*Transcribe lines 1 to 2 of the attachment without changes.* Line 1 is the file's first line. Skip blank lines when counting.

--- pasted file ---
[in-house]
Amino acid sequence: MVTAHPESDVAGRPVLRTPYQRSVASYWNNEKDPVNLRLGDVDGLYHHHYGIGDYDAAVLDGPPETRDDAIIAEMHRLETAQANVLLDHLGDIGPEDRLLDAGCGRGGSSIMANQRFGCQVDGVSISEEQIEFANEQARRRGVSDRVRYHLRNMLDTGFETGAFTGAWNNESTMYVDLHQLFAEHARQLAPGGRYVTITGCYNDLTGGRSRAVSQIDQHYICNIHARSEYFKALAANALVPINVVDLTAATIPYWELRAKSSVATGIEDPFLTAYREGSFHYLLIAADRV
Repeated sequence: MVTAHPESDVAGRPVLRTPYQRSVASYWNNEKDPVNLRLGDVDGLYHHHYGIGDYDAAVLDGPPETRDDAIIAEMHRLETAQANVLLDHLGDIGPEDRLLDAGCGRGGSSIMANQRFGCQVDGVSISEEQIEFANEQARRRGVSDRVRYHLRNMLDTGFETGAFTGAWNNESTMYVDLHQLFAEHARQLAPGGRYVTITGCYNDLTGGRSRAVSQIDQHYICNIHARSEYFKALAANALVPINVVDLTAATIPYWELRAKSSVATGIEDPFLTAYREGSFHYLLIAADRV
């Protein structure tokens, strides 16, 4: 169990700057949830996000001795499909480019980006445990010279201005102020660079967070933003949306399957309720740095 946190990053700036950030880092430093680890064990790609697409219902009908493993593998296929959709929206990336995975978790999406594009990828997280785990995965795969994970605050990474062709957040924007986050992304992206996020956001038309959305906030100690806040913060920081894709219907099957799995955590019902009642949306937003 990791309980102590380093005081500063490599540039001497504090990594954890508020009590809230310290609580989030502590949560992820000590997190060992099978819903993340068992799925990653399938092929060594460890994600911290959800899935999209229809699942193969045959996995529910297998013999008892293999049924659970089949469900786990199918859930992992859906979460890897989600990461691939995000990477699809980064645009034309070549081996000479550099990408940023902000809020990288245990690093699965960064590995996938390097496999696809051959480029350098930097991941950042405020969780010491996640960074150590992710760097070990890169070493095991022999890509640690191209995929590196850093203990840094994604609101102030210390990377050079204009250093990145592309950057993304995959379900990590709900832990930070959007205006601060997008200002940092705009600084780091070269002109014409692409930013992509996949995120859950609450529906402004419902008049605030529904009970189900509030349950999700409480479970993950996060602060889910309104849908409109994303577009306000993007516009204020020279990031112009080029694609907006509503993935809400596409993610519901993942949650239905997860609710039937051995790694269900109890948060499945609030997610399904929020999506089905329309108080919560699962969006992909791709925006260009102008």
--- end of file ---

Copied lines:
[in-house]
Amino acid sequence: MVTAHPESDVAGRPVLRTPYQRSVASYWNNEKDPVNLRLGDVDGLYHHHYGIGDYDAAVLDGPPETRDDAIIAEMHRLETAQANVLLDHLGDIGPEDRLLDAGCGRGGSSIMANQRFGCQVDGVSISEEQIEFANEQARRRGVSDRVRYHLRNMLDTGFETGAFTGAWNNESTMYVDLHQLFAEHARQLAPGGRYVTITGCYNDLTGGRSRAVSQIDQHYICNIHARSEYFKALAANALVPINVVDLTAATIPYWELRAKSSVATGIEDPFLTAYREGSFHYLLIAADRV